How Saquon Barkley stays humble despite ascension to stardom
NEW YORK -- It was a Tuesday afternoon in early October and New York Giants running back Saquon Barkley was sitting in the back seat of an old-school yellow taxicab stamped with logos for Campbell’s Chunky Soup and the NFL’s Play Football initiative. This was supposed to be his off day, a respite from the craziness of a promising -- but often frustrating -- rookie season filled with losses.
Barkley was filming a commercial, and he was set to pop out of the cab to surprise the Cardinal Hayes High School football team in the Bronx.
As the young Giants star waited, he admitted to nerves. Barkley had been in the NFL for only a short time. Maybe the rookie would be an unfamiliar face.
“You never know. That’s embarrassing if nobody notices and is like, ‘Who is this cat?'” Barkley said.
It didn't go that way. He was met with a reaction befitting a rising star.
Saquon Barkley's infectious smile and humble demeanor combined with his amazing skills make him an attractive choice for advertisers. Rob Kim/Getty Images
It’s this vulnerability -- and more -- that makes Barkley such a likable and impressive addition to the Giants. At 21, he’s as self-effacing as he is talented, with the world seemingly at his disposal.
As an example, Barkley works with the Covenant House of Newark, New Jersey, to get tickets for every Giants home game for three homeless children. Then he goes out of his way -- win or lose -- to spend 15 minutes or so with them after the games.
All that attention he's receiving from being the No. 2 overall pick in the draft and having early success hasn’t blurred his focus.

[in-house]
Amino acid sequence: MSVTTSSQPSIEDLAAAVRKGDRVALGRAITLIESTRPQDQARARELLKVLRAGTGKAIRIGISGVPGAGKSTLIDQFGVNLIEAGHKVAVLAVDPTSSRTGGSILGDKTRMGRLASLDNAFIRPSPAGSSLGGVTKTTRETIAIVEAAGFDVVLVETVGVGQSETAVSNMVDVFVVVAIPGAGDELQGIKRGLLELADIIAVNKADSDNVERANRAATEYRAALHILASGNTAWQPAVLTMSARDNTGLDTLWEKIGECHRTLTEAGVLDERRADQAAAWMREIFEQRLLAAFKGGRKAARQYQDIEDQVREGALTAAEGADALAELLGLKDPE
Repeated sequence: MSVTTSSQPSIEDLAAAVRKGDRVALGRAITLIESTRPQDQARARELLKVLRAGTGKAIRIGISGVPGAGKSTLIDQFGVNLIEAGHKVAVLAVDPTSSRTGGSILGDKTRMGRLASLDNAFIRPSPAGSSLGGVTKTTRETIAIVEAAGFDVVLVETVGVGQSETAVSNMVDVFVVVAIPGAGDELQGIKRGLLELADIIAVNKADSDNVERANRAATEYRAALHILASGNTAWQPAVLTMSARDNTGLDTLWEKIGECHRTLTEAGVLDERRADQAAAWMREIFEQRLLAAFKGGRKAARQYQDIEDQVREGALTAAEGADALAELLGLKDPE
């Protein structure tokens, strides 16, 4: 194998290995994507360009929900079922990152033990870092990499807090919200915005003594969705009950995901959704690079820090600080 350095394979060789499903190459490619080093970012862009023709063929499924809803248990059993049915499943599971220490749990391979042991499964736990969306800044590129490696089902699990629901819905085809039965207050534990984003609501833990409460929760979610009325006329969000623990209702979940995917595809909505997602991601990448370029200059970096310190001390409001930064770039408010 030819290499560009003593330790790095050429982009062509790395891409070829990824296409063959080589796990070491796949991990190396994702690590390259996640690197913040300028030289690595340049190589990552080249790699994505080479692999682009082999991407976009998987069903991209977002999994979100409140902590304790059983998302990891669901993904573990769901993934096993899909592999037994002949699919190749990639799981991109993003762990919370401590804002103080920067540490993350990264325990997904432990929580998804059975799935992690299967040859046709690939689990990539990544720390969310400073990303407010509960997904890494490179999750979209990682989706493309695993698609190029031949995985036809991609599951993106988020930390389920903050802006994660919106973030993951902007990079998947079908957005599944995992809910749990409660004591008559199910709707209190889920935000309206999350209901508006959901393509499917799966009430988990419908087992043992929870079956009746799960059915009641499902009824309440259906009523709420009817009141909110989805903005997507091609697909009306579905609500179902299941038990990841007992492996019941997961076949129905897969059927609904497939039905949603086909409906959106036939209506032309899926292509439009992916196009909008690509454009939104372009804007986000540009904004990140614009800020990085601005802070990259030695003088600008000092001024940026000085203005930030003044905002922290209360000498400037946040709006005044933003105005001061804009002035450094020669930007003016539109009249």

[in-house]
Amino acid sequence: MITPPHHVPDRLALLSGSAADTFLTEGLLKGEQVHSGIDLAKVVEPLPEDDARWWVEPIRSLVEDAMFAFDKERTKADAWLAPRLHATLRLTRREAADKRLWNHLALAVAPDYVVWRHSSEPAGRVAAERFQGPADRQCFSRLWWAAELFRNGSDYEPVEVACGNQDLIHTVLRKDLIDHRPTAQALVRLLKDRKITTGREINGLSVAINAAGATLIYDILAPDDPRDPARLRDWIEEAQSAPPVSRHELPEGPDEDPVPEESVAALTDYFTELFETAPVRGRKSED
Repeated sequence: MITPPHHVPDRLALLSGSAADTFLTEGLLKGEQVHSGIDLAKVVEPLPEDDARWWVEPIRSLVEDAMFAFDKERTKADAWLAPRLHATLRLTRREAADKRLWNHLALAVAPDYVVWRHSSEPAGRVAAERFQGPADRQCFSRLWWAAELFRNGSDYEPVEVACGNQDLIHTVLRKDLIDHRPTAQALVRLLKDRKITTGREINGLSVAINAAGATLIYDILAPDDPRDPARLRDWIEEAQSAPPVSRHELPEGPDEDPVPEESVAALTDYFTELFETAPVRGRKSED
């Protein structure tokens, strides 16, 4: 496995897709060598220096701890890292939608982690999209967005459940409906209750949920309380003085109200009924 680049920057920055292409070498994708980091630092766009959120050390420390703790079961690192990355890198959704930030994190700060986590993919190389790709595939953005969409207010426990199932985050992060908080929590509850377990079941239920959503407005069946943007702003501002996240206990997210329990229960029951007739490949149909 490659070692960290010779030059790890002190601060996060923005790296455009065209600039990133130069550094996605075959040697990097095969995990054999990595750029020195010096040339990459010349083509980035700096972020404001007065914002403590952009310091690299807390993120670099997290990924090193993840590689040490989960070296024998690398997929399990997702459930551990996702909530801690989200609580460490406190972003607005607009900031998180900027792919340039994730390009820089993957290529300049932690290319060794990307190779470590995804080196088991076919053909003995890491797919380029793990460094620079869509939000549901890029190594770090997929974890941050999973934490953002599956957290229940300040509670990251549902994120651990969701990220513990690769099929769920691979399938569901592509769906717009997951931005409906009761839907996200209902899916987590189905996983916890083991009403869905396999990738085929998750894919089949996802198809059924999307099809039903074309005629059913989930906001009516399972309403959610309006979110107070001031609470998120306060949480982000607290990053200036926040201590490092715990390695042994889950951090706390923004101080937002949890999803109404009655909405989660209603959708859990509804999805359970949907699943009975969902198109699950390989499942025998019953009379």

“So far, what I’ve seen is he has handled it like a real pro,” Giants running backs coach Craig Johnson said recently.
Barkley entered Week 7 leading all NFL running backs with seven runs of 20-plus yards. He was tied for the league lead with three rushes of 40-plus yards.
To Barkley, those are just numbers. After rushing for 130 yards and adding another 99 yards receiving last Thursday night, he was hardly content. In his estimation, it meant nothing because the Giants had lost 34-13 to the Philadelphia Eagles.
The jump cuts that made defenders look silly and the 50-yard touchdown weren’t any sort of consolation prize. Not for this rookie running back, who became just the second player in NFL history to top 100 total yards in each of his first six career games.
Barkley will have a chance to tie Kansas City Chiefs running back Kareem Hunt’s record on Monday night (8:15 p.m. ET, ESPN) against the Atlanta Falcons. He has already proved capable of doing things on the football field through his first six games that leave everyone, including the opposition, in awe.
“Saquon is a beast," Eagles running back Corey Clement said. "It’s hard not to say it. If I was saying anything otherwise, I’d be a hater."
That’s what makes the situation in the Bronx all the more extraordinary. Barkley seems to be keeping it together despite all that has come at him over the past year -- praise, fame, money, on-field success and a newborn daughter. His trademark smile, flashed for the teenagers during the commercial shoot when they trailed him with their phones, seemed sincere.
“That’s what it’s about,” Barkley said. “I was able to have genuine conversations with some kids, give them stories about how I got here, what drives me, what motivates me. That is something I want to continue to do.”
He took as much away from that moment as the young men he was there to advise.